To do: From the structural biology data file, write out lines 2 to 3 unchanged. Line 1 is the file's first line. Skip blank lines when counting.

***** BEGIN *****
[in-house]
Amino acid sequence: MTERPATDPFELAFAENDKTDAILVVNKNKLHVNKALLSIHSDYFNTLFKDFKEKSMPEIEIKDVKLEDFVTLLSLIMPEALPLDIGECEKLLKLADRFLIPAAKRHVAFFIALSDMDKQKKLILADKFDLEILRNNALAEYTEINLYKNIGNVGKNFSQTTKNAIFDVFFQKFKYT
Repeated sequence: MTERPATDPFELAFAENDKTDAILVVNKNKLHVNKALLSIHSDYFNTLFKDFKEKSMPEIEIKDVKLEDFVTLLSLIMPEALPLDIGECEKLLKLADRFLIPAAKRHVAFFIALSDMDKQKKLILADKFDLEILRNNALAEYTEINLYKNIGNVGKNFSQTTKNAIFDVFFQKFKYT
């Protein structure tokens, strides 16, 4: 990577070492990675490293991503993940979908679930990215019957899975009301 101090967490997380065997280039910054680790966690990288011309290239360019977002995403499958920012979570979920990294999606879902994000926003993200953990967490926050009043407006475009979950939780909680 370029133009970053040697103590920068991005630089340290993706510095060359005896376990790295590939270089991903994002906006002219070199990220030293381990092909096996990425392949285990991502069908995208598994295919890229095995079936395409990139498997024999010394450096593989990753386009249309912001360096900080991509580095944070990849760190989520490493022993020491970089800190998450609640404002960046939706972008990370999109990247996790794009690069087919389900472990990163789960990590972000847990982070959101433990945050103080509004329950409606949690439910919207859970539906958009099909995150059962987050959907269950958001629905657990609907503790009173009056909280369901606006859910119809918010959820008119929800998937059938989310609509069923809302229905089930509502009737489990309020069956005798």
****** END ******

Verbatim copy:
Amino acid sequence: MTERPATDPFELAFAENDKTDAILVVNKNKLHVNKALLSIHSDYFNTLFKDFKEKSMPEIEIKDVKLEDFVTLLSLIMPEALPLDIGECEKLLKLADRFLIPAAKRHVAFFIALSDMDKQKKLILADKFDLEILRNNALAEYTEINLYKNIGNVGKNFSQTTKNAIFDVFFQKFKYT
Repeated sequence: MTERPATDPFELAFAENDKTDAILVVNKNKLHVNKALLSIHSDYFNTLFKDFKEKSMPEIEIKDVKLEDFVTLLSLIMPEALPLDIGECEKLLKLADRFLIPAAKRHVAFFIALSDMDKQKKLILADKFDLEILRNNALAEYTEINLYKNIGNVGKNFSQTTKNAIFDVFFQKFKYT